July 2013
Volume 13, Issue 9
Vision Sciences Society Annual Meeting Abstract  |   July 2013
Perceptual consequences of temporal modulations resulting from eye movements
Author Affiliations
  • Marco Boi
    Department of Psychology, Boston University
  • Martina Poletti
    Department of Psychology, Boston University
  • Michele Rucci
    Department of Psychology, Boston University\nGraduate Program in Neuroscience, Boston University
Journal of Vision July 2013, Vol.13, 1095. doi:10.1167/13.9.1095
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      Marco Boi, Martina Poletti, Michele Rucci; Perceptual consequences of temporal modulations resulting from eye movements. Journal of Vision 2013;13(9):1095. doi: 10.1167/13.9.1095.

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      © ARVO (1962-2015); The Authors (2016-present)

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During normal viewing, saccades alternate with fixational eye movements, yielding complex patterns of temporal modulations in the retinal input. Although it is well known that the visual system is highly sensitive to temporal changes, it is unclear how the modulations resulting from eye movements affect spatial vision. To address this question, we measured contrast thresholds in a forced choice task in which subjects reported the orientation of a grating (±45o) during natural post-saccadic fixation. The grating was either at low (1 cpd) or high spatial frequencies (10 cpd) and appeared while the saccade was in flight. To examine the effects of saccade transients, we first substituted the normal abrupt input change caused by saccades (normal condition) with a slow increment in contrast (1.5 s) starting at the very end of the saccade (no-transient condition). Elimination of the saccadic transient impaired sensitivity at low spatial frequency, but had no effect at high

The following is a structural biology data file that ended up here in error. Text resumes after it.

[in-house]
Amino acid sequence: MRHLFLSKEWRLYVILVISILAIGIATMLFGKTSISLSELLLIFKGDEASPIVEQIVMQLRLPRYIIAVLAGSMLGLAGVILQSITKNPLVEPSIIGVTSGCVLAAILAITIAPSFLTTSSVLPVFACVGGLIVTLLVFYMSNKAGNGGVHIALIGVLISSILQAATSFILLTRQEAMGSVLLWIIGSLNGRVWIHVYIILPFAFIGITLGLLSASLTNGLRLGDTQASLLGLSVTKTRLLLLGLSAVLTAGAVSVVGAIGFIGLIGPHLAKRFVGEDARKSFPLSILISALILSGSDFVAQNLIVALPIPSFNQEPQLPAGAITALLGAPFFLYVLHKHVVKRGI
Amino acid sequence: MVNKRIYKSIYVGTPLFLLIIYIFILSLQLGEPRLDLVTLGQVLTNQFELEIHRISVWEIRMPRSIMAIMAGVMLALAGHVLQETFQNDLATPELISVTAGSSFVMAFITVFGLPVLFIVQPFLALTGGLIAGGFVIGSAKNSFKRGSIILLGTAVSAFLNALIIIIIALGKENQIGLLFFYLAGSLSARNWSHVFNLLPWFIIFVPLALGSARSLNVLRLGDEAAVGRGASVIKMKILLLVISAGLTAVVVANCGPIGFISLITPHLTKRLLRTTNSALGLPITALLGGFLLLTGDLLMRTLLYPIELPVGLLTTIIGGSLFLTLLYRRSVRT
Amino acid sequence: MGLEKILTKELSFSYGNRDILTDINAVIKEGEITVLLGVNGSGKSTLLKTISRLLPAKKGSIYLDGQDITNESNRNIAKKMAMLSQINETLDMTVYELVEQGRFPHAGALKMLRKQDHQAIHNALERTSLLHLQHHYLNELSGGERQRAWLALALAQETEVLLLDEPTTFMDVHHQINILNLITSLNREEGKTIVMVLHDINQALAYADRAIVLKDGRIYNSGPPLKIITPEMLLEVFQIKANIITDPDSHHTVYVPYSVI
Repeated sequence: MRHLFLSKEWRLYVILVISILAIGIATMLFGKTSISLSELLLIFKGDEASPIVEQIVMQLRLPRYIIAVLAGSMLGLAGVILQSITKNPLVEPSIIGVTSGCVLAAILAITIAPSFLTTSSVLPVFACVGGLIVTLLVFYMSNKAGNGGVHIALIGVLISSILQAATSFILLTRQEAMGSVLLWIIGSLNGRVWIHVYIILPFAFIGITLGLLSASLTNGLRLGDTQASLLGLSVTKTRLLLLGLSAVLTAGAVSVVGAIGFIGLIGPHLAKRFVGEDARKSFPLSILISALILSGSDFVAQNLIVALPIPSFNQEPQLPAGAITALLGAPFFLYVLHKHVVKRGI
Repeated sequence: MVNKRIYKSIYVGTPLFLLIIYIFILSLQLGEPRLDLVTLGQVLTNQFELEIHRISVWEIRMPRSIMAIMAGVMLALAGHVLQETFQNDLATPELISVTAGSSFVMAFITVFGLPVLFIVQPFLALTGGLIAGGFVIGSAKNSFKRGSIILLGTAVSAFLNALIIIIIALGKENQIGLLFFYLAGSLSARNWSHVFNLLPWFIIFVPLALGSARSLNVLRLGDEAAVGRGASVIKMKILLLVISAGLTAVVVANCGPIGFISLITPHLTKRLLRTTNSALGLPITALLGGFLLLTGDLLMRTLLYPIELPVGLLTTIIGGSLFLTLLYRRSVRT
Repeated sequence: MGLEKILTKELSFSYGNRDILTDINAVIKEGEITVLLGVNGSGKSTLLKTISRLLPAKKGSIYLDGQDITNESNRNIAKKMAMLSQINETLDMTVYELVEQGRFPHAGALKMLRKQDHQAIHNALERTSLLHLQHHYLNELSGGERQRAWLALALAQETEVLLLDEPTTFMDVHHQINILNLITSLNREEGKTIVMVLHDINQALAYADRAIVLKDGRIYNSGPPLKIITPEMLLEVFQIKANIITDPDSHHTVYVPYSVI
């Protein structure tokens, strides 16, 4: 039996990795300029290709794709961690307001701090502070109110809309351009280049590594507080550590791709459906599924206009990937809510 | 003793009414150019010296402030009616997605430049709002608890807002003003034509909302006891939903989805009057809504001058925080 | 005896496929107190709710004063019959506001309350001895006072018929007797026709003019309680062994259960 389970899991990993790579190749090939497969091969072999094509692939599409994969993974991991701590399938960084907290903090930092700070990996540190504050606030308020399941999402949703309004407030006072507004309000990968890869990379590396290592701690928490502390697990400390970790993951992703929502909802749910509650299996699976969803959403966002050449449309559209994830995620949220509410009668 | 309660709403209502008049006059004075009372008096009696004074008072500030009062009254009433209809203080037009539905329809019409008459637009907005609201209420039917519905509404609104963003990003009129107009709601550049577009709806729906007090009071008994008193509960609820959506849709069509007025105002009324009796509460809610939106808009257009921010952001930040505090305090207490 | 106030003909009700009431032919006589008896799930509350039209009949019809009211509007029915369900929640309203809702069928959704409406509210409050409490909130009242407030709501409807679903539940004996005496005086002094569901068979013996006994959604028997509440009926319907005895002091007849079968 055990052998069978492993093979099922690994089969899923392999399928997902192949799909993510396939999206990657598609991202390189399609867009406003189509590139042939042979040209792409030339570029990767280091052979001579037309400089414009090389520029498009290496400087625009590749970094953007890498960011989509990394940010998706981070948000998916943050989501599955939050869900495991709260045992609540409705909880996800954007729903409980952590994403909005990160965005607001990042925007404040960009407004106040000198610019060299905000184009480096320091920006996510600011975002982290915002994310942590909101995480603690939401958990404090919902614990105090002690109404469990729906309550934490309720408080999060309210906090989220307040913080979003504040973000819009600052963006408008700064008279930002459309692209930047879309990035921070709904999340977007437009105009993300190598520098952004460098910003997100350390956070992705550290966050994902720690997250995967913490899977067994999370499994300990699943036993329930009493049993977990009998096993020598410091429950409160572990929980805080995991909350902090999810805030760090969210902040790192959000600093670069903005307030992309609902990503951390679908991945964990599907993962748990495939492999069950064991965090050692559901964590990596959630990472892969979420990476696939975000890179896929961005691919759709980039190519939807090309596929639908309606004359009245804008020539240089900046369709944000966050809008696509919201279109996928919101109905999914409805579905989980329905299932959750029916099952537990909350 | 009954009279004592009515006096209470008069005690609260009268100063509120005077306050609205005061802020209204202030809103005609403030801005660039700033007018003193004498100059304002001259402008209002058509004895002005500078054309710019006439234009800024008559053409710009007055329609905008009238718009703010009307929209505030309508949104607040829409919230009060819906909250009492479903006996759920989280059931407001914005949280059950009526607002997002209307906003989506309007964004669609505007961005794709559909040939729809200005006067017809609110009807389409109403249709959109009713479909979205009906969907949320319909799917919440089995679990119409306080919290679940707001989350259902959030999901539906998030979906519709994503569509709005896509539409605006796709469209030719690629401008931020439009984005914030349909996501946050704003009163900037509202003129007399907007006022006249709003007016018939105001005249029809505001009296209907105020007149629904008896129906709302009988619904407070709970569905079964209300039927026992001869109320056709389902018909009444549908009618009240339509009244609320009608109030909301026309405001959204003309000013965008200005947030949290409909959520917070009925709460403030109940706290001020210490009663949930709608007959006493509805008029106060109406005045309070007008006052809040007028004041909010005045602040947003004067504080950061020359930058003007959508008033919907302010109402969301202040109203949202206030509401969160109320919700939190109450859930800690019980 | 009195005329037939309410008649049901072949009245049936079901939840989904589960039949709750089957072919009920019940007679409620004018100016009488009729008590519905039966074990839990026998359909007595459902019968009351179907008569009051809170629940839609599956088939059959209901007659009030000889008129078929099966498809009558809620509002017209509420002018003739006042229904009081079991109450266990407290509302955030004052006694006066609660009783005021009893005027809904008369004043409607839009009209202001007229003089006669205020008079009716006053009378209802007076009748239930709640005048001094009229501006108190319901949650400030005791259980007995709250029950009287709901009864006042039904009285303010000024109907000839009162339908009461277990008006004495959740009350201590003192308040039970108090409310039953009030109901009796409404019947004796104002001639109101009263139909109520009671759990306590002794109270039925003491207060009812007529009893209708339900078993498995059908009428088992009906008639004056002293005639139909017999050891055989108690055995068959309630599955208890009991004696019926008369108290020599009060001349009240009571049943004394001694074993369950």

spatial frequency. We then examined how sensitivity evolves during the course of normal post-saccadic fixation by changing the duration of the post-saccadic presentation (100 ms or 800 ms). To replicate the visual input that occurs during natural viewing, gratings were embedded in a noise field with a 1/f spectrum (f spatial frequency) which covered the entire display. Sensitivity for low spatial frequencies did not change during the course of fixation, whereas sensitivity to high spatial frequencies increased significantly. In agreement with previous results (Rucci et al., 2007), elimination of the temporal modulations resulting from fixational eye movements yielded a 20% decrease in sensitivity at high spatial frequencies and no change at low spatial frequency. These findings indicate that the interplay between macroscopic and microscopic eye movements contribute to a-coarse-to-fine dynamics of visual processing during natural fixation.

Meeting abstract presented at VSS 2013


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